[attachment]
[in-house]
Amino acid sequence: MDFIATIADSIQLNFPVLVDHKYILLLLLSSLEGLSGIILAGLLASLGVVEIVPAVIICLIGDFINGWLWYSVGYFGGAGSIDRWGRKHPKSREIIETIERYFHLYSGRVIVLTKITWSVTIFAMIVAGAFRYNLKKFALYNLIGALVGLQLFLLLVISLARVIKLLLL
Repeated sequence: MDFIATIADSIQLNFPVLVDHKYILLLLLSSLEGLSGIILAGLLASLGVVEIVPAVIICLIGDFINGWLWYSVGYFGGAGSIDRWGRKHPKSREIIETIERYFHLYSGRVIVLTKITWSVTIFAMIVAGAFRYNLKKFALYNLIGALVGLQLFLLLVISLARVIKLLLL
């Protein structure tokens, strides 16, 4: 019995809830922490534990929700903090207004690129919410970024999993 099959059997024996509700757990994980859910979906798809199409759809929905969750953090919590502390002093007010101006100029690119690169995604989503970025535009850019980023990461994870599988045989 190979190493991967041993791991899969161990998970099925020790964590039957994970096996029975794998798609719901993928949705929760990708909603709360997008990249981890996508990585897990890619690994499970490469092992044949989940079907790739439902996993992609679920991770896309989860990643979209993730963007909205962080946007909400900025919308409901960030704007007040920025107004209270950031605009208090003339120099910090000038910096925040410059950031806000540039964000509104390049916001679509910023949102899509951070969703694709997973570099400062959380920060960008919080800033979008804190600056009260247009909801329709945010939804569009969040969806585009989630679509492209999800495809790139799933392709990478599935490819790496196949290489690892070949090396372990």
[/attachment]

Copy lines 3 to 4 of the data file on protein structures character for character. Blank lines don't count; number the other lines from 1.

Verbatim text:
Repeated sequence: MDFIATIADSIQLNFPVLVDHKYILLLLLSSLEGLSGIILAGLLASLGVVEIVPAVIICLIGDFINGWLWYSVGYFGGAGSIDRWGRKHPKSREIIETIERYFHLYSGRVIVLTKITWSVTIFAMIVAGAFRYNLKKFALYNLIGALVGLQLFLLLVISLARVIKLLLL
């Protein structure tokens, strides 16, 4: 019995809830922490534990929700903090207004690129919410970024999993 099959059997024996509700757990994980859910979906798809199409759809929905969750953090919590502390002093007010101006100029690119690169995604989503970025535009850019980023990461994870599988045989 190979190493991967041993791991899969161990998970099925020790964590039957994970096996029975794998798609719901993928949705929760990708909603709360997008990249981890996508990585897990890619690994499970490469092992044949989940079907790739439902996993992609679920991770896309989860990643979209993730963007909205962080946007909400900025919308409901960030704007007040920025107004209270950031605009208090003339120099910090000038910096925040410059950031806000540039964000509104390049916001679509910023949102899509951070969703694709997973570099400062959380920060960008919080800033979008804190600056009260247009909801329709945010939804569009969040969806585009989630679509492209999800495809790139799933392709990478599935490819790496196949290489690892070949090396372990």